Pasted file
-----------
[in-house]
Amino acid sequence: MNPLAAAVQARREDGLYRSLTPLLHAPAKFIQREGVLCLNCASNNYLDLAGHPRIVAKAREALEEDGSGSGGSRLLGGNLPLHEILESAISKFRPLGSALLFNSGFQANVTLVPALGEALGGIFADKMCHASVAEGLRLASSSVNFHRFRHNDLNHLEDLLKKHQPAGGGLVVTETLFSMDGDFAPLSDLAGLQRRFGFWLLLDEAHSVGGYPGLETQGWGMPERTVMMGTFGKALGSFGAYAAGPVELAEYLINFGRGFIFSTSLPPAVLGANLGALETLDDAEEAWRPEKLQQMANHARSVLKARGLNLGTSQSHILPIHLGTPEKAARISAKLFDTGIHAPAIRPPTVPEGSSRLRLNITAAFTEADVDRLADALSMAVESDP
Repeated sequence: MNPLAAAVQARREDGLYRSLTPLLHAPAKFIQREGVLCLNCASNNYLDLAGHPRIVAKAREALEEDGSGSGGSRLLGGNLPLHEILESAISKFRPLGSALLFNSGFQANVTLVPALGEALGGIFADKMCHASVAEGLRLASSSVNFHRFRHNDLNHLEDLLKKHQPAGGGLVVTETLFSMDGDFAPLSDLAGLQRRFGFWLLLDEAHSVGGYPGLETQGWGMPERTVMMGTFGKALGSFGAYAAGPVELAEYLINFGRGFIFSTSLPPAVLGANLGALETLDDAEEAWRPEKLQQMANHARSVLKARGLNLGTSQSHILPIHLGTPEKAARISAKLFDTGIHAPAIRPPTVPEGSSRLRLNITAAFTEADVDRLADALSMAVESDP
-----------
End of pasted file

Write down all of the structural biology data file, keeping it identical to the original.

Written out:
[in-house]
Amino acid sequence: MNPLAAAVQARREDGLYRSLTPLLHAPAKFIQREGVLCLNCASNNYLDLAGHPRIVAKAREALEEDGSGSGGSRLLGGNLPLHEILESAISKFRPLGSALLFNSGFQANVTLVPALGEALGGIFADKMCHASVAEGLRLASSSVNFHRFRHNDLNHLEDLLKKHQPAGGGLVVTETLFSMDGDFAPLSDLAGLQRRFGFWLLLDEAHSVGGYPGLETQGWGMPERTVMMGTFGKALGSFGAYAAGPVELAEYLINFGRGFIFSTSLPPAVLGANLGALETLDDAEEAWRPEKLQQMANHARSVLKARGLNLGTSQSHILPIHLGTPEKAARISAKLFDTGIHAPAIRPPTVPEGSSRLRLNITAAFTEADVDRLADALSMAVESDP
Repeated sequence: MNPLAAAVQARREDGLYRSLTPLLHAPAKFIQREGVLCLNCASNNYLDLAGHPRIVAKAREALEEDGSGSGGSRLLGGNLPLHEILESAISKFRPLGSALLFNSGFQANVTLVPALGEALGGIFADKMCHASVAEGLRLASSSVNFHRFRHNDLNHLEDLLKKHQPAGGGLVVTETLFSMDGDFAPLSDLAGLQRRFGFWLLLDEAHSVGGYPGLETQGWGMPERTVMMGTFGKALGSFGAYAAGPVELAEYLINFGRGFIFSTSLPPAVLGANLGALETLDDAEEAWRPEKLQQMANHARSVLKARGLNLGTSQSHILPIHLGTPEKAARISAKLFDTGIHAPAIRPPTVPEGSSRLRLNITAAFTEADVDRLADALSMAVESDP